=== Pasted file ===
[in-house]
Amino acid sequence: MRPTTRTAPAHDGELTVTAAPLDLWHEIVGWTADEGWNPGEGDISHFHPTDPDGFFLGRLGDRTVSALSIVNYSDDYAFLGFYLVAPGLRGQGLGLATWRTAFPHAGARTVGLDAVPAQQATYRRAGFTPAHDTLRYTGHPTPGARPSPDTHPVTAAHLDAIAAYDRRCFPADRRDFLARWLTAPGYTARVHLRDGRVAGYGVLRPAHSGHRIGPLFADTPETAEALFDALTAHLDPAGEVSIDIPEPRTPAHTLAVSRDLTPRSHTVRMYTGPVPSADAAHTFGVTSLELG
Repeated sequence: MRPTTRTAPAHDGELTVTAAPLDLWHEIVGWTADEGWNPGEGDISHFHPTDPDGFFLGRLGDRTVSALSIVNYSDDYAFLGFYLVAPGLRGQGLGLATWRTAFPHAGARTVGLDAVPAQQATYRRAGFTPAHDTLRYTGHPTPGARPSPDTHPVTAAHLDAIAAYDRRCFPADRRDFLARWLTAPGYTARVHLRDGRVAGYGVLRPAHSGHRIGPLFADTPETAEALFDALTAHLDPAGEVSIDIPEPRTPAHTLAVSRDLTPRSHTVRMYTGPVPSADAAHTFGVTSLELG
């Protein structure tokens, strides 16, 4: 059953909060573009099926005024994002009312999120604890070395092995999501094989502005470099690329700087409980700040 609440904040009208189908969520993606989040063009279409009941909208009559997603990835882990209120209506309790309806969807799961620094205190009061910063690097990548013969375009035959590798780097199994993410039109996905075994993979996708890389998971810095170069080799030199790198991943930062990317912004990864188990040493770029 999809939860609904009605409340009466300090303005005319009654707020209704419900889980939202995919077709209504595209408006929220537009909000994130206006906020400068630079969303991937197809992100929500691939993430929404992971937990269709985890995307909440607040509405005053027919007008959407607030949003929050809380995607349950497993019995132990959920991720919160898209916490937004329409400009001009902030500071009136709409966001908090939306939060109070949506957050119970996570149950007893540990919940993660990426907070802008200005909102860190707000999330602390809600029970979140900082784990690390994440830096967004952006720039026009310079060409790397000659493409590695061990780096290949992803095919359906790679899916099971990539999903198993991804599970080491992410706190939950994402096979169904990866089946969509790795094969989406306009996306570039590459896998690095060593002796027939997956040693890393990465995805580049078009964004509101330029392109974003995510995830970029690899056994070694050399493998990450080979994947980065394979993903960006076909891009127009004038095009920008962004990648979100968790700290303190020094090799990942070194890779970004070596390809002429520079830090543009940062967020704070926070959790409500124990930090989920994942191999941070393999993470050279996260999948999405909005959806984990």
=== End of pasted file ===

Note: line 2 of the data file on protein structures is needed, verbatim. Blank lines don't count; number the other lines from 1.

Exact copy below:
Amino acid sequence: MRPTTRTAPAHDGELTVTAAPLDLWHEIVGWTADEGWNPGEGDISHFHPTDPDGFFLGRLGDRTVSALSIVNYSDDYAFLGFYLVAPGLRGQGLGLATWRTAFPHAGARTVGLDAVPAQQATYRRAGFTPAHDTLRYTGHPTPGARPSPDTHPVTAAHLDAIAAYDRRCFPADRRDFLARWLTAPGYTARVHLRDGRVAGYGVLRPAHSGHRIGPLFADTPETAEALFDALTAHLDPAGEVSIDIPEPRTPAHTLAVSRDLTPRSHTVRMYTGPVPSADAAHTFGVTSLELG